Several initial thoughts went through this reviewer’s head. Firstly, the machine’s really quite heavy. Secondly, aesthetically, it’s really quite smart. And thirdly, and surprisingly, is that given the immense processing grunt under its glossy, buffed-up exterior, it’s very quiet in operation. It certainly puts the Xbox 360 in the shade in that department.

When we switched on for the first time, following as simple a connection procedure as you’d expect with a games console, we signed up for the PlayStation Network and downloaded an advised, albeit not compulsory, update. This involved us getting the machine online, which was thankfully straightforward. A built-in wireless receiver or the Ethernet port at the back are your two choices, and we tried both, finding the machine adapted to either at breakneck speed.

The download and application of the upgrade took care of the first five minutes or so, but eventually we got to spend some time with the browser interface. This bears striking similarities to the one Sony employed with the PSP, and given that the two machines have a degree of interoperability, that’s perhaps unsurprising.

It was interesting to note, going through the menu, just how Sony has made it easy to support elements you’d usually not expect it to be so welcoming of. The option for an OS install took us aback, and we were pleased to see the Folding@Home client built in too. But on top of that, the likes of keyboards, mice, Web-cams and such like – all of which can hook up via the assorted USB ports – are very easy to add.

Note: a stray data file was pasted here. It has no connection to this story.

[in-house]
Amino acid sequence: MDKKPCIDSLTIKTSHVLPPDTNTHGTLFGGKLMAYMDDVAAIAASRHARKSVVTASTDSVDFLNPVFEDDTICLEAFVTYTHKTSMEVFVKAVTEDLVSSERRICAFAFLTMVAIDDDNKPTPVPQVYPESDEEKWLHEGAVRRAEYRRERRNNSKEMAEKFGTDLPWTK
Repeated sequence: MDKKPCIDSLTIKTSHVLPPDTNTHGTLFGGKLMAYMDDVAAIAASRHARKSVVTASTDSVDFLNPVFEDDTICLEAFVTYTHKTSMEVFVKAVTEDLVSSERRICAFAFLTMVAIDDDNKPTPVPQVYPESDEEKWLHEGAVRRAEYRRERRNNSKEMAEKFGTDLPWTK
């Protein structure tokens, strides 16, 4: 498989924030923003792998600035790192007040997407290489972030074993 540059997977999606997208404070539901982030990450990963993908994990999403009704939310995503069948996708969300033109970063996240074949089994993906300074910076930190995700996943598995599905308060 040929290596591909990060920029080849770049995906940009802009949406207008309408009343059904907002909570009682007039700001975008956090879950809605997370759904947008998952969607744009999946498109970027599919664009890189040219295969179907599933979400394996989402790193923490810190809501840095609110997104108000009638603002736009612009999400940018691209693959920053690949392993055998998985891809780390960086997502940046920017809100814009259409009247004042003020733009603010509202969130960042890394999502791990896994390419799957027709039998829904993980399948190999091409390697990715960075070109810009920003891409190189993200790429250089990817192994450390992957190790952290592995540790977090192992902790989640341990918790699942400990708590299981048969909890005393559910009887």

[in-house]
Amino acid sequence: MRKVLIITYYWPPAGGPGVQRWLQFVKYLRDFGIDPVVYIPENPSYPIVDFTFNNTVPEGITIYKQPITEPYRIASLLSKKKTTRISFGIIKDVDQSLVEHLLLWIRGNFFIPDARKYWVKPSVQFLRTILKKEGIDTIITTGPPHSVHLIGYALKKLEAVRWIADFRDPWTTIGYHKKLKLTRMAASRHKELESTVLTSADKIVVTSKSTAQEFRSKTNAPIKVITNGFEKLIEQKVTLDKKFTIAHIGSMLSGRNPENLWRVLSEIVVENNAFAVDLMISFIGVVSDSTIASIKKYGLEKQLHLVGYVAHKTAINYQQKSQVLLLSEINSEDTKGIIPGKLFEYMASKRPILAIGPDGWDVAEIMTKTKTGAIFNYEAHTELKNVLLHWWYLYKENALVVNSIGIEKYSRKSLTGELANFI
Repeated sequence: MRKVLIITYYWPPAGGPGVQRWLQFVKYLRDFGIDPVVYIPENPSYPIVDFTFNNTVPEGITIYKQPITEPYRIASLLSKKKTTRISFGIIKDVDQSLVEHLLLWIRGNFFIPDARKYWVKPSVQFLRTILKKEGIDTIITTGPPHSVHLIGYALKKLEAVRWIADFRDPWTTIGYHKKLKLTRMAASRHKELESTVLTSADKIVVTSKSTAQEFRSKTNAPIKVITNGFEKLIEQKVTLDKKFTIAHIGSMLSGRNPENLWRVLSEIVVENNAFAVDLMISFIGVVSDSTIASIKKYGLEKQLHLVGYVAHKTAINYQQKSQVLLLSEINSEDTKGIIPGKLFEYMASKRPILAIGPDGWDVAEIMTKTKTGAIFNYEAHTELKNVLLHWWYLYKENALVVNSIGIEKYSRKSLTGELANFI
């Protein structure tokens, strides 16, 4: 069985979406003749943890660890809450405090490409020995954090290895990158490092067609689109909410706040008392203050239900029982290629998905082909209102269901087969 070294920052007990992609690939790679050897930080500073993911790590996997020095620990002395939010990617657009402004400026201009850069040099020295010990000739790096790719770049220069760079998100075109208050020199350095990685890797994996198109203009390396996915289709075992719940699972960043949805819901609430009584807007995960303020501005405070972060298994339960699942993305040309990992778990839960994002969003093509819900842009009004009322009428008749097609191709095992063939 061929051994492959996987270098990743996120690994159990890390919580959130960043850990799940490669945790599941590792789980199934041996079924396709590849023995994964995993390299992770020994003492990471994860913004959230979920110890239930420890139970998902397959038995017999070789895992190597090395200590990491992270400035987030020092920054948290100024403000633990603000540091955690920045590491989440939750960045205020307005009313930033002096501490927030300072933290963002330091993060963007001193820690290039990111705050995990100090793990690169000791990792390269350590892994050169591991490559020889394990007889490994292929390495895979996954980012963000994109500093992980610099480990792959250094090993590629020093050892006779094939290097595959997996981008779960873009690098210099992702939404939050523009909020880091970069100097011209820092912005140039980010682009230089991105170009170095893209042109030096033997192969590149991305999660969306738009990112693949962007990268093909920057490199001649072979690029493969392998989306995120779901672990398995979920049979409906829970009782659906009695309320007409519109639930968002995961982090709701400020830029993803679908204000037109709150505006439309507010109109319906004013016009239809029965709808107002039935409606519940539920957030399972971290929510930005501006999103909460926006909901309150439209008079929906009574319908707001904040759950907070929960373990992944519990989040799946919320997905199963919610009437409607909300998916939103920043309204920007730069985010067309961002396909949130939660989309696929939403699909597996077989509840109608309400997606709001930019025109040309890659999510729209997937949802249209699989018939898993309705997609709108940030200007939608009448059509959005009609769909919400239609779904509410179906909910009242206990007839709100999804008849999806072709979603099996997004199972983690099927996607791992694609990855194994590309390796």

Media support is well-rounded, too. That 60GB hard drive inside the machine can be filled with music files, for instance, and several codecs are supported. Likewise, there’s Blu-ray and DVD playback. The former – the reason why the machine is so over deadline and so over budget – actually turns out to be a bit of a trump card. While we’ve not had the pleasure of many Blu-ray players, we’re informed by colleagues who have that the PS3 is one of the finest, if not the very best, Blu-ray disc playback device on the market, to the point where many are picking up the PS3 for precisely that reason, rather than for its gaming prowess. It’s aided – again, for the time being scoring a point over its Microsoft-produced rival – by the native inclusion of HDMI, meaning full 1080p output is well within the realms of the console (a new model of the Xbox 360 is expected to add this feature shortly).